# 6.2 Line integrals  (Page 2/20)

 Page 2 / 20

You may have noticed a difference between this definition of a scalar line integral and a single-variable integral. In this definition, the arc lengths $\text{Δ}{s}_{1},\text{Δ}{s}_{2}\text{,…},\text{Δ}{s}_{n}$ aren’t necessarily the same; in the definition of a single-variable integral, the curve in the x -axis is partitioned into pieces of equal length. This difference does not have any effect in the limit. As we shrink the arc lengths to zero, their values become close enough that any small difference becomes irrelevant.

## Definition

Let $f$ be a function with a domain that includes the smooth curve $C$ that is parameterized by $\text{r}\left(t\right)=⟨x\left(t\right),y\left(t\right),z\left(t\right)⟩,$ $a\le t\le b.$ The scalar line integral    of $f$ along $C$ is

${\int }_{C}f\left(x,y,z\right)ds=\underset{n\to \infty }{\text{lim}}\sum _{i=1}^{n}f\left({P}_{i}^{*}\right)\text{Δ}{s}_{i}$

if this limit exists $\left({t}_{i}^{*}$ and $\text{Δ}{s}_{i}$ are defined as in the previous paragraphs). If C is a planar curve, then C can be represented by the parametric equations $x=x\left(t\right),y=y\left(t\right),$ and $a\le t\le b.$ If C is smooth and $f\left(x,y\right)$ is a function of two variables, then the scalar line integral of $f$ along C is defined similarly as

${\int }_{C}f\left(x,y\right)ds=\underset{n\to \infty }{\text{lim}}\sum _{i=1}^{n}f\left({P}_{i}^{*}\right)\text{Δ}{s}_{i},$

if this limit exists.

If $f$ is a continuous function on a smooth curve C , then ${\int }_{C}fds$ always exists. Since ${\int }_{C}fds$ is defined as a limit of Riemann sums, the continuity of $f$ is enough to guarantee the existence of the limit, just as the integral ${\int }_{a}^{b}g\left(x\right)dx$ exists if g is continuous over $\left[a,b\right].$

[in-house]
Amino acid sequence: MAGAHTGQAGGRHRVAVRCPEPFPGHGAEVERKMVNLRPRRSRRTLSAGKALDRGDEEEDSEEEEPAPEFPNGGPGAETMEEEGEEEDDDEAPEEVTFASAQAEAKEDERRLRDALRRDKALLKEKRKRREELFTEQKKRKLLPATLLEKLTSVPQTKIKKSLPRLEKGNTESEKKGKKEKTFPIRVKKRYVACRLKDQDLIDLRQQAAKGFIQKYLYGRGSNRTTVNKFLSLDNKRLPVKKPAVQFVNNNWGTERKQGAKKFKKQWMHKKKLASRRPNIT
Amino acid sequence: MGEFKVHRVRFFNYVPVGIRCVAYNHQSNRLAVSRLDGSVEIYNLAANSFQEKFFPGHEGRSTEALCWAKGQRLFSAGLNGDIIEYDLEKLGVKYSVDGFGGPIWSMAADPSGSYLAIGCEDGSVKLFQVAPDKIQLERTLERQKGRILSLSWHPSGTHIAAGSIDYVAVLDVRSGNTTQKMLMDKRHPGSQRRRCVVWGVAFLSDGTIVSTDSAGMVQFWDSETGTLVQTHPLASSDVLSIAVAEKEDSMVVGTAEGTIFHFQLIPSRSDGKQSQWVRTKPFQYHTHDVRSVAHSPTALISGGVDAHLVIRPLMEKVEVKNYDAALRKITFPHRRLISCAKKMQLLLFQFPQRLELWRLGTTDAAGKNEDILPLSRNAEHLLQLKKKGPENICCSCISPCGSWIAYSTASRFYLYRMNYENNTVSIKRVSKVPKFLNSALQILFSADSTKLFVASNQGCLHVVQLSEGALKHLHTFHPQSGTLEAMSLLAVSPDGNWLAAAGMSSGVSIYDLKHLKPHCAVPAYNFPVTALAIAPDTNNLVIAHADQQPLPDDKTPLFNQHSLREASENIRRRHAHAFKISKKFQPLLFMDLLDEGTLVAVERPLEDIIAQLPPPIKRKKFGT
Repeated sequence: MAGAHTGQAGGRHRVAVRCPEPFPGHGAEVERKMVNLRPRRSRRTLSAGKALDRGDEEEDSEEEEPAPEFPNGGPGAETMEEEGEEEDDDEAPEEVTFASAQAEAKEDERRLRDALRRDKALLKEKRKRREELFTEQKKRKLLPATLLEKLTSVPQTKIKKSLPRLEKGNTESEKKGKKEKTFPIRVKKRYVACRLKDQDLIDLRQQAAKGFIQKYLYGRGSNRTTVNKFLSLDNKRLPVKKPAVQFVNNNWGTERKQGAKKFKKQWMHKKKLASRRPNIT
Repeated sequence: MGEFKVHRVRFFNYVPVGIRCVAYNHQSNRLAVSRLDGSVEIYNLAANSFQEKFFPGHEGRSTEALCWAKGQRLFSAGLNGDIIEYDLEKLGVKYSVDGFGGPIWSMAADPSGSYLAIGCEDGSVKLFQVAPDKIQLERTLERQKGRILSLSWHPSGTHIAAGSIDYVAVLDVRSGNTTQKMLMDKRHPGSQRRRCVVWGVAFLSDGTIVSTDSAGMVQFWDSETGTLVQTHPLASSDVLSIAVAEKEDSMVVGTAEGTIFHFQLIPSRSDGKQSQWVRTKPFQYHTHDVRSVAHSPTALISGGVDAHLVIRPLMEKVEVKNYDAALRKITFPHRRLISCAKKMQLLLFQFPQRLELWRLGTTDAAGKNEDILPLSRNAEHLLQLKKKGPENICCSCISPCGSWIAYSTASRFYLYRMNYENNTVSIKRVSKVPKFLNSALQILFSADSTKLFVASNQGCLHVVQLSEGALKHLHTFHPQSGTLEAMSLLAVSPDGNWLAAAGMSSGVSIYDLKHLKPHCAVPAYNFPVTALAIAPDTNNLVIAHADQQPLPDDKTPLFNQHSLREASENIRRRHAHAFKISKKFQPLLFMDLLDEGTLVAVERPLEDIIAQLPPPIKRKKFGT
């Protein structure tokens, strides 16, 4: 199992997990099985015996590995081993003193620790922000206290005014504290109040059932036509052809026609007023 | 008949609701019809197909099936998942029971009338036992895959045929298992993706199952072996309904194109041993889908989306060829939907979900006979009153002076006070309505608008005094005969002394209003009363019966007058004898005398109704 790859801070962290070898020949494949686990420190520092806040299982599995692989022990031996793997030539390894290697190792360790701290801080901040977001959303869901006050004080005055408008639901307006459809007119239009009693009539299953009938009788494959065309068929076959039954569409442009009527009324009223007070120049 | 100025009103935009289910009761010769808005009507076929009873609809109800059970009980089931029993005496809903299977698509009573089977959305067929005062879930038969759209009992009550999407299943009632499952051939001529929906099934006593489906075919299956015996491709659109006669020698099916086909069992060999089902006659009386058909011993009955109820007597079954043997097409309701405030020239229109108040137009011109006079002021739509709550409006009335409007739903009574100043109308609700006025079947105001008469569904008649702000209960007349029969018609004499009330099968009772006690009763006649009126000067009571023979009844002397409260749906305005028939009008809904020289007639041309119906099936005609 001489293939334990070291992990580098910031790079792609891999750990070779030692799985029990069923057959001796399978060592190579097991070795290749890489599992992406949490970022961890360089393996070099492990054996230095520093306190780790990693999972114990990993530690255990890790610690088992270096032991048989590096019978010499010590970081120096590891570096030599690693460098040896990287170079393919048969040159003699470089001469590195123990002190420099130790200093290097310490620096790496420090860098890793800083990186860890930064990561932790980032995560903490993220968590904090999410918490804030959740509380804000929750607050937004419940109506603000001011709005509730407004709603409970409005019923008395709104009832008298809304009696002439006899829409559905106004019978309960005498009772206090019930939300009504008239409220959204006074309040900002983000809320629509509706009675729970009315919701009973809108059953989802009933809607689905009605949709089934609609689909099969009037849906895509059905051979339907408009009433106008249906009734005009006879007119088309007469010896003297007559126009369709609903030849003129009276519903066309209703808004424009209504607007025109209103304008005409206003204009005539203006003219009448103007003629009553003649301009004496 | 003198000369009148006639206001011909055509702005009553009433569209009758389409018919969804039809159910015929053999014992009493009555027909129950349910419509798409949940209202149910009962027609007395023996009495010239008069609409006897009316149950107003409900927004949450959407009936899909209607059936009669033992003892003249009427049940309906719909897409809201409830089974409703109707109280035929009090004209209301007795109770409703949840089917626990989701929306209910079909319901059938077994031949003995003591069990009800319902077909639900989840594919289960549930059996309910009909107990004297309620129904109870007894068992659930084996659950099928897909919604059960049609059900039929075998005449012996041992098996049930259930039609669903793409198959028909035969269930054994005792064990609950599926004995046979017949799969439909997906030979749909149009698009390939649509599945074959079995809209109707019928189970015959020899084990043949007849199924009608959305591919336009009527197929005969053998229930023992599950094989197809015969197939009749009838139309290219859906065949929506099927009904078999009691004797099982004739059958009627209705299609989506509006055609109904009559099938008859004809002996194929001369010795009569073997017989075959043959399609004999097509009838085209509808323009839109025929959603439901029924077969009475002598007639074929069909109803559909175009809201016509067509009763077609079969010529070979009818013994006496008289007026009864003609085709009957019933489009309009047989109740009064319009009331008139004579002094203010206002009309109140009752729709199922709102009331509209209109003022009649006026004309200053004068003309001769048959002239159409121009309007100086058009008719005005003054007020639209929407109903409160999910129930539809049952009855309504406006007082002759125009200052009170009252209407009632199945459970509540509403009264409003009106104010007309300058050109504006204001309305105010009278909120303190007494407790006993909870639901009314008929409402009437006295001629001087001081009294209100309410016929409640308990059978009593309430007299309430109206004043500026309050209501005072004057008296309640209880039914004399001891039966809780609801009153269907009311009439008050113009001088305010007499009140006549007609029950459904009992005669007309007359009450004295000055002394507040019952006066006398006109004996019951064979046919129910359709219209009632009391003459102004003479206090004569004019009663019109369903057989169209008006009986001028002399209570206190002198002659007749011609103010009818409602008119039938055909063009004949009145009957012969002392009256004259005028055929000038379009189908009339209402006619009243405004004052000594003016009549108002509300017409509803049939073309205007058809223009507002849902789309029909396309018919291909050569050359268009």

Before looking at how to compute a line integral, we need to examine the geometry captured by these integrals. Suppose that $f\left(x,y\right)\ge 0$ for all points $\left(x,y\right)$ on a smooth planar curve $C.$ Imagine taking curve $C$ and projecting it “up” to the surface defined by $f\left(x,y\right),$ thereby creating a new curve ${C}^{\prime }$ that lies in the graph of $f\left(x,y\right)$ ( [link] ). Now we drop a “sheet” from ${C}^{\prime }$ down to the xy-plane. The area of this sheet is ${\int }_{C}f\left(x,y\right)ds.$ If $f\left(x,y\right)\le 0$ for some points in $C,$ then the value of ${\int }_{C}f\left(x,y\right)ds$ is the area above the xy-plane less the area below the xy-plane. (Note the similarity with integrals of the form ${\int }_{a}^{b}g\left(x\right)dx.\right)$

From this geometry, we can see that line integral ${\int }_{C}f\left(x,y\right)ds$ does not depend on the parameterization $\text{r}\left(t\right)$ of C . As long as the curve is traversed exactly once by the parameterization, the area of the sheet formed by the function and the curve is the same. This same kind of geometric argument can be extended to show that the line integral of a three-variable function over a curve in space does not depend on the parameterization of the curve.

## Finding the value of a line integral

Find the value of integral ${\int }_{C}2ds,$ where $C$ is the upper half of the unit circle.

The integrand is $f\left(x,y\right)=2.$ [link] shows the graph of $f\left(x,y\right)=2,$ curve C , and the sheet formed by them. Notice that this sheet has the same area as a rectangle with width $\pi$ and length 2. Therefore, ${\int }_{C}2ds=2\pi .$

To see that ${\int }_{C}2ds=2\pi$ using the definition of line integral, we let $\text{r}\left(t\right)$ be a parameterization of C . Then, $f\left(\text{r}\left({t}_{i}\right)\right)=2$ for any number ${t}_{i}$ in the domain of r . Therefore,

$\begin{array}{cc}\hfill {\int }_{C}fds& =\underset{n\to \infty }{\text{lim}}\sum _{i=1}^{n}f\left(\text{r}\left({t}_{i}^{*}\right)\right)\text{Δ}{s}_{i}\hfill \\ & =\underset{n\to \infty }{\text{lim}}\sum _{i=1}^{n}2\text{Δ}{s}_{i}\hfill \\ & =2\underset{n\to \infty }{\text{lim}}\sum _{i=1}^{n}2\text{Δ}{s}_{i}\hfill \\ & =2\left(\text{length of C}\right)\hfill \\ & =2\pi .\hfill \end{array}$